AstraZeneca vaccine row sets EU and UK on collision course

Both sides want drug maker's British plants to make up for delivery shortfalls

A healthcare worker holds a vial of the AstraZeneca/Oxford coronavirus disease (COVID-19) vaccine at a public hospital in Rio de Janeiro, Brazil, January 27, 2021. REUTERS/Pilar Olivares

EU demands on Wednesday that AstraZeneca make up delivery delays of its Covid-19 vaccine by supplying from its UK factories risked setting the bloc and Britain on a post-Brexit collision course.

The EU and former member Britain insisted the Anglo-Swedish pharmaceutical company uphold contractual delivery promises to each of them, but the company said there was not enough to go around.

"The 27 European Union member states are united that AstraZeneca needs to deliver on its commitments in our agreements," EU Health Commissioner Stella Kyriakides said in Brussels.

In London, Prime Minister Boris Johnson said he expected AstraZeneca to honour its commitment to deliver two million doses a week to the UK from its plant in north Wales, where a bomb scare paused production for a few hours on Wednesday.

"All I can say is that we're very confident in our supplies, we're very confident in our contracts and we're going ahead on that basis," Mr Johnson said.

The dispute was sparked last Friday when AstraZeneca told the EU it could supply only a quarter of the vaccine doses it had promised for the first three months of this year.

That infuriated the European Commission, which is planning this week to add the vaccine to two others it has already authorised, from BioNTech-Pfizer and Moderna.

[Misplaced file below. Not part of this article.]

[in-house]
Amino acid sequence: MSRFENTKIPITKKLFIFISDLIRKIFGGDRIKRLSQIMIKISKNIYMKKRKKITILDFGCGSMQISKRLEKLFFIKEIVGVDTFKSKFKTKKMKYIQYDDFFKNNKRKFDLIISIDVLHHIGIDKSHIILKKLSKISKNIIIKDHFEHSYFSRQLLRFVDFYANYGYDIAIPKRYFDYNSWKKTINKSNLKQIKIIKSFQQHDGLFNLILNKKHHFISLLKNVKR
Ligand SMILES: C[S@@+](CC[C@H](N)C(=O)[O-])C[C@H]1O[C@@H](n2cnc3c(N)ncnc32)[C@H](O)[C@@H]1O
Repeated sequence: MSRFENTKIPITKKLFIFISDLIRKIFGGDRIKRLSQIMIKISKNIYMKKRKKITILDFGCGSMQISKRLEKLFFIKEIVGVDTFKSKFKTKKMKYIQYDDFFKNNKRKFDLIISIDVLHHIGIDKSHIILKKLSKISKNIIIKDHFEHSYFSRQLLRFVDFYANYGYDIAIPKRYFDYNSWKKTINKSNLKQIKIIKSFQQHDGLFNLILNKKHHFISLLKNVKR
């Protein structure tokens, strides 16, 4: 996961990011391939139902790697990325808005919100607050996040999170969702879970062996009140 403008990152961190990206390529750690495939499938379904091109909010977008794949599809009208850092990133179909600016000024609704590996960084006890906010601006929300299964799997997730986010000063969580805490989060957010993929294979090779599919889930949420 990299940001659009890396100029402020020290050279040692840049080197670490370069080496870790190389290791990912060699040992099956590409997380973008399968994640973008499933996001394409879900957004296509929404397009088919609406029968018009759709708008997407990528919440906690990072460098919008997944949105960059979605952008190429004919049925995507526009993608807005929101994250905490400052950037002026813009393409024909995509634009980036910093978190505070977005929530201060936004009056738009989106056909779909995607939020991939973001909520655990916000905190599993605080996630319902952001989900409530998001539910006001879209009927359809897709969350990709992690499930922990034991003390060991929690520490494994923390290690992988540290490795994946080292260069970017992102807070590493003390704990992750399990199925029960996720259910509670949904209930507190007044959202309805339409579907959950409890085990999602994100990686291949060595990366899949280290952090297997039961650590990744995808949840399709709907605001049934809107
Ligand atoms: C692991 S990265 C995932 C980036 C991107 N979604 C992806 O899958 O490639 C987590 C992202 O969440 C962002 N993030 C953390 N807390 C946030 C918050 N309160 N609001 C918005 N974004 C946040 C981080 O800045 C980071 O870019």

They were to help reach a goal of inoculating 70 per cent of EU adults by the end of August.

The anger increased when AstraZeneca chief executive Pascal Soriot on Tuesday said his company was giving priority for its supplies to Britain.

The UK signed its contract three months before the EU did, and was required only to make a "best effort" to supply the bloc.

Ms Kyriakides said this claim was "neither correct nor is it acceptable".

"We reject the logic of first come, first served," she said. "That may work at the neighbourhood butcher's but not in contracts, and not in our advanced purchase agreements."

The tensions eased slightly after Mr Soriot spoke to the EU's vaccines team on Wednesday night, with both sides saying the meeting had been constructive.

"We have committed to even closer co-ordination to jointly chart a path for the delivery of our vaccine over the coming months, as we continue our efforts to bring this vaccine to millions of Europeans at no profit during the pandemic," an AstraZeneca spokesman said.

But Ms Kyriakides complained of a "continued lack of clarity on the delivery schedule".

"The EU remains united and firm contractual obligations must be met," she tweeted.

Earlier on Wednesday Ms Kyriakides said AstraZeneca had four operating vaccine plants in Europe – two in Britain and two in the EU – and the contract made no distinction between them in terms of the contractual volumes to be supplied.

EU officials said the bloc had allocated €336 million ($406m) to AstraZeneca to permit it to expand production.

Explanations from the company for the delay varied and the main one, talking about a "yield problem" in one of the EU plants, was unsatisfactory, the officials said.

"We are not told what the real problem is," one said.

Because AstraZeneca's other plants, notably in the UK, were unaffected, "their story is slightly inconsistent".

If AstraZeneca started diverting vaccines from the two UK plants, that could jeopardise Mr Johnson's commitment to have 15 million Britons vaccinated by mid-February.

Already, thanks mainly to the AstraZeneca vaccine, Britain is one of the leading countries for the speed of its vaccination programme, doing so at five times the rate of EU member states collectively.

A sudden slowdown in those doses would be dramatic, especially because Britain has suffered the highest death toll from Covid-19 of any European country and Mr Johnson is counting on the vaccines to curb deaths.

Tensions between the EU and Britain are high after Brexit, with UK traders and consumers suffering as they cope with higher costs and bureaucracy outside the European single market.

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